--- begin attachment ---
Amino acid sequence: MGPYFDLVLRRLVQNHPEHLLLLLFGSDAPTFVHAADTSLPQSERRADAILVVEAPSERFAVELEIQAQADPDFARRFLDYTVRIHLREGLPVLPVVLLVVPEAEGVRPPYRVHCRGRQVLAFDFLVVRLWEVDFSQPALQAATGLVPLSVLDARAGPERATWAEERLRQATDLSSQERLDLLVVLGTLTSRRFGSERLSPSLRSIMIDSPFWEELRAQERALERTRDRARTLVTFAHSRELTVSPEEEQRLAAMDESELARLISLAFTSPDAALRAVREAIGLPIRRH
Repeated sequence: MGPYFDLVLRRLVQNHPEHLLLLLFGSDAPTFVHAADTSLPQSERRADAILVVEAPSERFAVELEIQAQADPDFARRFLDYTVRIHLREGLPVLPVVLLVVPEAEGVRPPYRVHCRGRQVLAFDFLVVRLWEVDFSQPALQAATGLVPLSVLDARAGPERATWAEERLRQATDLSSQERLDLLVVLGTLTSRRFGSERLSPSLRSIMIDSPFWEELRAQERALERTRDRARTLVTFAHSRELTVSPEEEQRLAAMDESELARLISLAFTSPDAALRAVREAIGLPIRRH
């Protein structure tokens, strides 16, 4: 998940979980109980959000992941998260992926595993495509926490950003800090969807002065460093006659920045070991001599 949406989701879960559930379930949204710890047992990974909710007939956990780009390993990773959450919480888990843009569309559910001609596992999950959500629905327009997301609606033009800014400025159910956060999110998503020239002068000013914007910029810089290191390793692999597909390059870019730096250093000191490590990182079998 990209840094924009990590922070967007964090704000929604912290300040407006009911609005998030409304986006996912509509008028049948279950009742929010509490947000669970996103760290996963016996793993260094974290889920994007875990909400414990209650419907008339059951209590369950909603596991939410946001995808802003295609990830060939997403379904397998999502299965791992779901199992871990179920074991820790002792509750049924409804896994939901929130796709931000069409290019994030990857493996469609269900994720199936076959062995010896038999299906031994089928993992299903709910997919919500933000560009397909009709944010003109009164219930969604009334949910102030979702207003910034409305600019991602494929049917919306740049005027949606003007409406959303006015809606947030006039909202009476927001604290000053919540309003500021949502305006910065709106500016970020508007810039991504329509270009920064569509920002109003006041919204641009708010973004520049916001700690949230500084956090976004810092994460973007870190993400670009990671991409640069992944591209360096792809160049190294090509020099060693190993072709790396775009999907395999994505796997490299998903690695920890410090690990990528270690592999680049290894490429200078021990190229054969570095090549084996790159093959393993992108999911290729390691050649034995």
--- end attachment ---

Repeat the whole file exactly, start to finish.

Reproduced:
Amino acid sequence: MGPYFDLVLRRLVQNHPEHLLLLLFGSDAPTFVHAADTSLPQSERRADAILVVEAPSERFAVELEIQAQADPDFARRFLDYTVRIHLREGLPVLPVVLLVVPEAEGVRPPYRVHCRGRQVLAFDFLVVRLWEVDFSQPALQAATGLVPLSVLDARAGPERATWAEERLRQATDLSSQERLDLLVVLGTLTSRRFGSERLSPSLRSIMIDSPFWEELRAQERALERTRDRARTLVTFAHSRELTVSPEEEQRLAAMDESELARLISLAFTSPDAALRAVREAIGLPIRRH
Repeated sequence: MGPYFDLVLRRLVQNHPEHLLLLLFGSDAPTFVHAADTSLPQSERRADAILVVEAPSERFAVELEIQAQADPDFARRFLDYTVRIHLREGLPVLPVVLLVVPEAEGVRPPYRVHCRGRQVLAFDFLVVRLWEVDFSQPALQAATGLVPLSVLDARAGPERATWAEERLRQATDLSSQERLDLLVVLGTLTSRRFGSERLSPSLRSIMIDSPFWEELRAQERALERTRDRARTLVTFAHSRELTVSPEEEQRLAAMDESELARLISLAFTSPDAALRAVREAIGLPIRRH
């Protein structure tokens, strides 16, 4: 998940979980109980959000992941998260992926595993495509926490950003800090969807002065460093006659920045070991001599 949406989701879960559930379930949204710890047992990974909710007939956990780009390993990773959450919480888990843009569309559910001609596992999950959500629905327009997301609606033009800014400025159910956060999110998503020239002068000013914007910029810089290191390793692999597909390059870019730096250093000191490590990182079998 990209840094924009990590922070967007964090704000929604912290300040407006009911609005998030409304986006996912509509008028049948279950009742929010509490947000669970996103760290996963016996793993260094974290889920994007875990909400414990209650419907008339059951209590369950909603596991939410946001995808802003295609990830060939997403379904397998999502299965791992779901199992871990179920074991820790002792509750049924409804896994939901929130796709931000069409290019994030990857493996469609269900994720199936076959062995010896038999299906031994089928993992299903709910997919919500933000560009397909009709944010003109009164219930969604009334949910102030979702207003910034409305600019991602494929049917919306740049005027949606003007409406959303006015809606947030006039909202009476927001604290000053919540309003500021949502305006910065709106500016970020508007810039991504329509270009920064569509920002109003006041919204641009708010973004520049916001700690949230500084956090976004810092994460973007870190993400670009990671991409640069992944591209360096792809160049190294090509020099060693190993072709790396775009999907395999994505796997490299998903690695920890410090690990990528270690592999680049290894490429200078021990190229054969570095090549084996790159093959393993992108999911290729390691050649034995």